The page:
Fire Place is an installation consisting of an overturned carpet on which rests a crude hearth-like structure made from bricks and concrete. Within the opening of the fireplace sits a single naked light bulb, which fills the void with heat and light from a tungsten filament. Pasted to the outer surface of the bricks are torn and layered newspaper clippings of recent obituaries that are collected by the artist at the time and place of the work’s exhibition. A hollow mound-like cement torso with round apertures at the neck and shoulders rests on the brick foundations, and a relatively naturalistic cement head sits unsupported and partially sunken into the neck-void. Plaster has been smoothed over the surface of some of the cement, lessening the coarse texture of the underlying material. The overturned carpet is stained with grease and dirt and on its left side are stock or inventory numbers stencilled in red ink, remnants of manufacture that would ordinarily be obscured. The carpet establishes a boundary to the installation, a domestic threshold that is reinforced by the carefully placed pair of cement shoes that sit at its edge.
This work was made in 1986 by the Polish artist Miroslaw Balka, when he was living and working in his studio and former childhood home in Otwock, Poland. The work is designed to be situated on the floor and without a barrier, yet due to the fragility of the constitutive elements it is generally exhibited on a low platform to allow people to circulate around the installation. A reproduction of Fire Place printed in the catalogue to a solo exhibition of Balka’s work held at the Van Abbemuseum in Eindhoven in 1993 shows a slightly different arrangement of the sculpture’s components: the fireplace is positioned off-centre on the carpet, and the left shoe is placed marginally further forward than the right, turning the edge of the carpet down on itself (reproduced in Van Abbemuseum 1993, p.64).
Much of Balka’s work is concerned with the environments that humans construct for themselves and the materials and objects to which we give meaning. He is best known for the austere formalism of his work in which he combines minimal and seemingly neutral forms with highly evocative raw materials, including found items. This can be seen in another of Balka’s works in Tate’s collection, Oasis (C.D.F.) 1989 (Tate T07499), in which the abstracted silhouette of a house is formed from wood that was found around Balka’s home and studio in Otwock. This is accompanied by wooden containers filled with leaves and pine needles that were also discovered in the area, and all of the installation’s elements retain the residue of their previous use, with traces of plaster, cement and paint visible on the surface of the wood.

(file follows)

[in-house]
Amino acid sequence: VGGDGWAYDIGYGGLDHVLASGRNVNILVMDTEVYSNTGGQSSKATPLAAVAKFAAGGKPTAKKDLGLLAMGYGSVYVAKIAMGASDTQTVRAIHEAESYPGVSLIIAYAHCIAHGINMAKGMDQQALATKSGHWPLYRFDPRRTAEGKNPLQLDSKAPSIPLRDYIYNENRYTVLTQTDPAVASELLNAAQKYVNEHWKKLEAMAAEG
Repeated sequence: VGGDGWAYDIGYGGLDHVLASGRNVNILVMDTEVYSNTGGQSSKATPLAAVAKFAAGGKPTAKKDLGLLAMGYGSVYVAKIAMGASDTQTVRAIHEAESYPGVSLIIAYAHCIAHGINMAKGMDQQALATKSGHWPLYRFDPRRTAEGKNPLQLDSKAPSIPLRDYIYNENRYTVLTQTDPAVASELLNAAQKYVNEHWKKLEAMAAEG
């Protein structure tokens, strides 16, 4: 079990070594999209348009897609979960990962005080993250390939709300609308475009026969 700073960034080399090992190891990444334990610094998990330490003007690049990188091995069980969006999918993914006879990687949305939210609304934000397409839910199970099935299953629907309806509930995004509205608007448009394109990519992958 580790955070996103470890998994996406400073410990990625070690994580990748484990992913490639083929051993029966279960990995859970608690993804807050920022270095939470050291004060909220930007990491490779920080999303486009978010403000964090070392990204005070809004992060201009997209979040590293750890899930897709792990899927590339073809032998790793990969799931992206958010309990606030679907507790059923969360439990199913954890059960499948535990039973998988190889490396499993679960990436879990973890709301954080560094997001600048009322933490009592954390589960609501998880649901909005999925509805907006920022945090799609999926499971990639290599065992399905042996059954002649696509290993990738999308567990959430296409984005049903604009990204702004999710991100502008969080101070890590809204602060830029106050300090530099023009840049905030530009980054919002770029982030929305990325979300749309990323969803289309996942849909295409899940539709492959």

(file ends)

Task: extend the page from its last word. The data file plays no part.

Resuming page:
Fire Place was made at a transitional point in Balka’s career in which the artist began to move away from figurative representation towards more symbolic practice. Since the early 1990s Balka’s sculptures have been non-figurative, comprised of unadorned materials and simple forms, although often incorporating personally significant items. In a 1993 interview the artist stated that his move to non-figurative installation was part of his attempt to achieve greater allusiveness in his work:
In my earlier works I employed the body in the very literal way … After some time I satisfied my hunger for the form of the human body. I took interest in the forms that accompany the body and in the traces the body leaves: a bed, a coffin, a funeral urn.
(Balka in Van Abbemuseum 1993, p.64.)
In this installation, the carpet and shoes suggest some personal, yet ambiguous, significance as traces of the physical body. Balka has said of such objects that ‘I choose them because they carry a history which I connect with when I touch them. It is like kissing the hand of history.’ (Quoted in Institute of Contemporary Arts and Serpentine Gallery 1990, p.16.)
Possible Worlds: Sculpture from Europe, exhibition catalogue, Institute of Contemporary Arts, London, and Serpentine Gallery, London 1990.
Miroslaw Balka, exhibition catalogue, Van Abbemuseum, Eindhoven 1993.
Helen Sainsbury (ed.), Miroslaw Balka: How It Is, exhibition catalogue, Tate Modern, London 2009.
Supported by Christie’s.